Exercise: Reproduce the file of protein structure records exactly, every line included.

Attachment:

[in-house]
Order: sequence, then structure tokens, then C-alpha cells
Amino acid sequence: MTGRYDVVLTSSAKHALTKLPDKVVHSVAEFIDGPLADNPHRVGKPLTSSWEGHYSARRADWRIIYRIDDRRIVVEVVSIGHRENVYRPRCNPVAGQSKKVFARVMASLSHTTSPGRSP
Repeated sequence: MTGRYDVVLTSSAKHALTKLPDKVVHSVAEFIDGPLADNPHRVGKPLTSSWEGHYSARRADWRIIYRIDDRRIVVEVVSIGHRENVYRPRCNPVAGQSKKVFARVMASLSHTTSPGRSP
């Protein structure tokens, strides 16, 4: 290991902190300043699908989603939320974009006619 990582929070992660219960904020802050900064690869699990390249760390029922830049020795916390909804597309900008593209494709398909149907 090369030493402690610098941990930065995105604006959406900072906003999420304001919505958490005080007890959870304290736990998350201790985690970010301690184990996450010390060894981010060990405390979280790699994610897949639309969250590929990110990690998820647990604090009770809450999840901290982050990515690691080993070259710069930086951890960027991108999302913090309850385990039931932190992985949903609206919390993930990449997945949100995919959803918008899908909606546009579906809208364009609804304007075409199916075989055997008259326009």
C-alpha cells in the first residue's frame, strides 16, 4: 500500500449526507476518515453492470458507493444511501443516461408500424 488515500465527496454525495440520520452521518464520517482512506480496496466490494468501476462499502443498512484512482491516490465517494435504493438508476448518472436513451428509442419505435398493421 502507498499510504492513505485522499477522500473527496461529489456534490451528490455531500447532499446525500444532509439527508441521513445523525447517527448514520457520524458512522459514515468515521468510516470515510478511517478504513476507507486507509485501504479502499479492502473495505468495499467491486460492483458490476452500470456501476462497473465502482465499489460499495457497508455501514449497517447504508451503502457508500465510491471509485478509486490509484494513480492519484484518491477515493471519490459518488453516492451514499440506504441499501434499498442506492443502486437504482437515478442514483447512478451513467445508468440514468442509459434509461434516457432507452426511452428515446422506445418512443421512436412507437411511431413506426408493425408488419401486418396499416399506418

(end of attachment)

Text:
[in-house]
Order: sequence, then structure tokens, then C-alpha cells
Amino acid sequence: MTGRYDVVLTSSAKHALTKLPDKVVHSVAEFIDGPLADNPHRVGKPLTSSWEGHYSARRADWRIIYRIDDRRIVVEVVSIGHRENVYRPRCNPVAGQSKKVFARVMASLSHTTSPGRSP
Repeated sequence: MTGRYDVVLTSSAKHALTKLPDKVVHSVAEFIDGPLADNPHRVGKPLTSSWEGHYSARRADWRIIYRIDDRRIVVEVVSIGHRENVYRPRCNPVAGQSKKVFARVMASLSHTTSPGRSP
């Protein structure tokens, strides 16, 4: 290991902190300043699908989603939320974009006619 990582929070992660219960904020802050900064690869699990390249760390029922830049020795916390909804597309900008593209494709398909149907 090369030493402690610098941990930065995105604006959406900072906003999420304001919505958490005080007890959870304290736990998350201790985690970010301690184990996450010390060894981010060990405390979280790699994610897949639309969250590929990110990690998820647990604090009770809450999840901290982050990515690691080993070259710069930086951890960027991108999302913090309850385990039931932190992985949903609206919390993930990449997945949100995919959803918008899908909606546009579906809208364009609804304007075409199916075989055997008259326009």
C-alpha cells in the first residue's frame, strides 16, 4: 500500500449526507476518515453492470458507493444511501443516461408500424 488515500465527496454525495440520520452521518464520517482512506480496496466490494468501476462499502443498512484512482491516490465517494435504493438508476448518472436513451428509442419505435398493421 502507498499510504492513505485522499477522500473527496461529489456534490451528490455531500447532499446525500444532509439527508441521513445523525447517527448514520457520524458512522459514515468515521468510516470515510478511517478504513476507507486507509485501504479502499479492502473495505468495499467491486460492483458490476452500470456501476462497473465502482465499489460499495457497508455501514449497517447504508451503502457508500465510491471509485478509486490509484494513480492519484484518491477515493471519490459518488453516492451514499440506504441499501434499498442506492443502486437504482437515478442514483447512478451513467445508468440514468442509459434509461434516457432507452426511452428515446422506445418512443421512436412507437411511431413506426408493425408488419401486418396499416399506418